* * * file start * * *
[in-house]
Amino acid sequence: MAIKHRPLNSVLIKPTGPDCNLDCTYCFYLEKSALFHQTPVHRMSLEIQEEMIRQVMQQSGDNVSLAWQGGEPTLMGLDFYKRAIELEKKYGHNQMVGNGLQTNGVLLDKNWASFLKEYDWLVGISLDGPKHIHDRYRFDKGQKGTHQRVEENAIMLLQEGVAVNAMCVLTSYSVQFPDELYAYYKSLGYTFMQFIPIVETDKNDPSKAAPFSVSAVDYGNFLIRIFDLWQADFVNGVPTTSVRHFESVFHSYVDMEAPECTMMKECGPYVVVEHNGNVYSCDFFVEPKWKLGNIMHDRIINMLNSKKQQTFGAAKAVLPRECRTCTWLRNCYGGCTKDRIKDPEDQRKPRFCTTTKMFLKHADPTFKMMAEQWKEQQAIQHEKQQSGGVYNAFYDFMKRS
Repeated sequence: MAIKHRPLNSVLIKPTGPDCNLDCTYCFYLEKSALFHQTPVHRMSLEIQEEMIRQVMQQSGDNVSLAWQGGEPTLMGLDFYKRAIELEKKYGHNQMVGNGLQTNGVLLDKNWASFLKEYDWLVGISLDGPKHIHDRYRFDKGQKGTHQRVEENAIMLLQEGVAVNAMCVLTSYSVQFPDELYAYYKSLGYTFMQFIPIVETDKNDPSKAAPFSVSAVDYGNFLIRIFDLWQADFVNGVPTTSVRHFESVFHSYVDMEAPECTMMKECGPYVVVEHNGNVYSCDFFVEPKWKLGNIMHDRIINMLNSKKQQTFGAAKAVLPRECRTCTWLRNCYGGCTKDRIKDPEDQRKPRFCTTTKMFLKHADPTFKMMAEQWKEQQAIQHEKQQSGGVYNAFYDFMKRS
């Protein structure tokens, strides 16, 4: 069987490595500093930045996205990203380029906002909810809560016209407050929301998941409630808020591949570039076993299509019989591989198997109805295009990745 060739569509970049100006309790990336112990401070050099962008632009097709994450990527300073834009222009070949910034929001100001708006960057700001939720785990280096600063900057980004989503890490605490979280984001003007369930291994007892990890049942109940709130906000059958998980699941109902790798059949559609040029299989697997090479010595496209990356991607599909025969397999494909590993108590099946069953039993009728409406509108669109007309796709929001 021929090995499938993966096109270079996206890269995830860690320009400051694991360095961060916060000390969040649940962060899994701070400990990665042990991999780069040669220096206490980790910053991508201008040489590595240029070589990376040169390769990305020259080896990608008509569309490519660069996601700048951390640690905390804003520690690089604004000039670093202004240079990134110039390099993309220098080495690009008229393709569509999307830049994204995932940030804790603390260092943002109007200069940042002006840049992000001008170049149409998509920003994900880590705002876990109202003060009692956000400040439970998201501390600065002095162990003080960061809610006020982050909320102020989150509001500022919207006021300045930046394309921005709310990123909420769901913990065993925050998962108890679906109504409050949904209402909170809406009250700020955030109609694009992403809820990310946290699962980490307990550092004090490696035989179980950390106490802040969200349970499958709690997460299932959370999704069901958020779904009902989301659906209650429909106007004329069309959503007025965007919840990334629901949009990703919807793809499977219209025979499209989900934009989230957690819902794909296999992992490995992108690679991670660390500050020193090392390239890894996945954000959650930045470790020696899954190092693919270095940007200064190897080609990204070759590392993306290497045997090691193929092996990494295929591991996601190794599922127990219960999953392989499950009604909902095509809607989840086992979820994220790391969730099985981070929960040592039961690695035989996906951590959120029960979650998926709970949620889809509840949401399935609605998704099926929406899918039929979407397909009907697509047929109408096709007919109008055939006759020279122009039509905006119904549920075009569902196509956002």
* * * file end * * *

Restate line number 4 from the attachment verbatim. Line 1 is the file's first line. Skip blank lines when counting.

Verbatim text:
């Protein structure tokens, strides 16, 4: 069987490595500093930045996205990203380029906002909810809560016209407050929301998941409630808020591949570039076993299509019989591989198997109805295009990745 060739569509970049100006309790990336112990401070050099962008632009097709994450990527300073834009222009070949910034929001100001708006960057700001939720785990280096600063900057980004989503890490605490979280984001003007369930291994007892990890049942109940709130906000059958998980699941109902790798059949559609040029299989697997090479010595496209990356991607599909025969397999494909590993108590099946069953039993009728409406509108669109007309796709929001 021929090995499938993966096109270079996206890269995830860690320009400051694991360095961060916060000390969040649940962060899994701070400990990665042990991999780069040669220096206490980790910053991508201008040489590595240029070589990376040169390769990305020259080896990608008509569309490519660069996601700048951390640690905390804003520690690089604004000039670093202004240079990134110039390099993309220098080495690009008229393709569509999307830049994204995932940030804790603390260092943002109007200069940042002006840049992000001008170049149409998509920003994900880590705002876990109202003060009692956000400040439970998201501390600065002095162990003080960061809610006020982050909320102020989150509001500022919207006021300045930046394309921005709310990123909420769901913990065993925050998962108890679906109504409050949904209402909170809406009250700020955030109609694009992403809820990310946290699962980490307990550092004090490696035989179980950390106490802040969200349970499958709690997460299932959370999704069901958020779904009902989301659906209650429909106007004329069309959503007025965007919840990334629901949009990703919807793809499977219209025979499209989900934009989230957690819902794909296999992992490995992108690679991670660390500050020193090392390239890894996945954000959650930045470790020696899954190092693919270095940007200064190897080609990204070759590392993306290497045997090691193929092996990494295929591991996601190794599922127990219960999953392989499950009604909902095509809607989840086992979820994220790391969730099985981070929960040592039961690695035989996906951590959120029960979650998926709970949620889809509840949401399935609605998704099926929406899918039929979407397909009907697509047929109408096709007919109008055939006759020279122009039509905006119904549920075009569902196509956002």